Tracey Koehlmoos: Measles eradication – lofty goal or major distraction?

Tracey KoehlmoosImmunization really is the bread and butter work of global public health, so that many of us engaged in global health trace our roots to vaccination campaigns for polio or, for the most venerable, smallpox. My first job was as an international monitor and observer on the measles campaigns in Nepal. I still have projects around Bangladesh looking at better ways to improve immunization uptake and delivery in hard-to-reach areas.

Thus, when asked by a team at the London School of Hygiene and Tropical Medicine in the spring of 2009 if I wanted to participate in a set of studies undertaken to provide input into decisions around measles eradication, I did so without hesitation. Our work was to be the health systems part of a three part look at measles eradication sponsored by the World Health Organization (WHO). The two other studies were on the economics of eradication.

Before our first meeting with representatives from the expanded immunization program, Ministry of Health and Family Welfare, and officials from WHO and non-governmental organizations in Bangladesh on this topic, I wondered if they would pan the idea of moving toward eradication, in light of the failure to eradicate polio globally and the big push to meet the millennium development goals. Would there be an appetite to look at another major undertaking. Should measles be next on the list for global eradication?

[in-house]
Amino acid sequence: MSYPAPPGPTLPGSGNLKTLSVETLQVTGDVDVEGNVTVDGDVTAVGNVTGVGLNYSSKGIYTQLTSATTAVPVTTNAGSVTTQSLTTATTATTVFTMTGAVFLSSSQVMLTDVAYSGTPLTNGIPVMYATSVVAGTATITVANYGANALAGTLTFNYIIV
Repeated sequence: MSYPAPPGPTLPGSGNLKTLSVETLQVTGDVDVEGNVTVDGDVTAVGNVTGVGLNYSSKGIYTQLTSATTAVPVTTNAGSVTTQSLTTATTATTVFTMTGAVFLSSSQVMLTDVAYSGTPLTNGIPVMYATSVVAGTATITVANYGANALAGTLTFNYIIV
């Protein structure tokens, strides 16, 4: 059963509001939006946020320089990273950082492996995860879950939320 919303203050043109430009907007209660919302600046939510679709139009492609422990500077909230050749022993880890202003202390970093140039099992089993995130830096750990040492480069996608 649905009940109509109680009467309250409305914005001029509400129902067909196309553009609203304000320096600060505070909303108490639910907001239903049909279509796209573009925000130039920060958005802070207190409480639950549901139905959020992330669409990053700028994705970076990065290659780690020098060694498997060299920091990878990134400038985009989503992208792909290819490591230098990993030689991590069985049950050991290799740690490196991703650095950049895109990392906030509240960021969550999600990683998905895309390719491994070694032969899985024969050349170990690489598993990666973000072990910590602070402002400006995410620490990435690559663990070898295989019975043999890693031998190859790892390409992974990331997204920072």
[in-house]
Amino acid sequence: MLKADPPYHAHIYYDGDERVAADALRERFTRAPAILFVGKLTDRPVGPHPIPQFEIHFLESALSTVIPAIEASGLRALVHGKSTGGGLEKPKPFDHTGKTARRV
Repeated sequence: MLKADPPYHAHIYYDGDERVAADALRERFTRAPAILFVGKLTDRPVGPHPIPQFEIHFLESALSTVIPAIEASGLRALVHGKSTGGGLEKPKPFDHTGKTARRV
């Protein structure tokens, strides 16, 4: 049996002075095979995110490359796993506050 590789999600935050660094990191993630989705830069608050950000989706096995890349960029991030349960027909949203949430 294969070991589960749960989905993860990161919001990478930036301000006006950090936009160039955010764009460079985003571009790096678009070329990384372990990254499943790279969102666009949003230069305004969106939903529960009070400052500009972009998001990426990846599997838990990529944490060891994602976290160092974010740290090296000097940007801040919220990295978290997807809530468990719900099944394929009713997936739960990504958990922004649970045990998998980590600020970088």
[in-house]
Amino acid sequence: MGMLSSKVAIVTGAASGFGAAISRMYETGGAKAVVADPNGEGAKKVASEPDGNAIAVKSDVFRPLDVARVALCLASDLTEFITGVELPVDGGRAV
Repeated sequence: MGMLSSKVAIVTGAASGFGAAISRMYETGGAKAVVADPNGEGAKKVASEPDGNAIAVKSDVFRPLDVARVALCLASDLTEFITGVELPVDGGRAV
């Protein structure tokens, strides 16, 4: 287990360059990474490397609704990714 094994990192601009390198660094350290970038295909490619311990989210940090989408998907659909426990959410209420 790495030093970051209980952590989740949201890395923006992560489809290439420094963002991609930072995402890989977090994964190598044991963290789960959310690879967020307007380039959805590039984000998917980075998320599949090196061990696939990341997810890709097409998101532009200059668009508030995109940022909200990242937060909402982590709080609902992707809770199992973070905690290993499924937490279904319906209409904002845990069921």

What we know is that seroprevalence studies suggest that vaccination coverage of 90-95% is needed to eliminate measles from a setting. In Bangladesh, routine measles vaccination coverage rates have only recently reached 80-85%.

At our first meeting and throughout the course of the research, we found an overwhelmingly enthusiastic response to measles campaigns, measles eradication, and the positive role that the vaccination program is viewed as having on health outcomes and on health systems strengthening.

Our results were combined with findings from similar country level work conducted in Brazil, Ethiopia, and Vietnam among others. I know that the results were not universally as favorable as the results from Bangladesh. The results of this work were presented at the 1st Global Symposium for Health Systems Strengthening in November 2011 but will also be featured in a soon-to-be released supplement of the Journal of Infectious Diseases.

In January 2011, the WHO’s strategic advisory group of experts recommended that measles can and should be eradicated. However, rather than moving immediately toward setting a date for global eradication, the group recommends that nations and regions should move toward their own elimination goals through the strengthening of routine immunization systems.
With my roots in vaccine work, I am left with the sense of having been on the ground at the start of something massive. However, with the need to introduce new vaccines, such as Haemophilus influenzae type B (Hib) and rotavirus, and to determine the best ways to reach children in remote corners of the nation, living on islands or hidden among the urban homeless, the demands of today call me back from the prospect of a measles-free world.

Tracey Koehlmoos is programme head for health and family planning systems at ICDDR,B and adjunct professor at the James P. Grant School of Public Health, BRAC University, Dhaka, Bangladesh.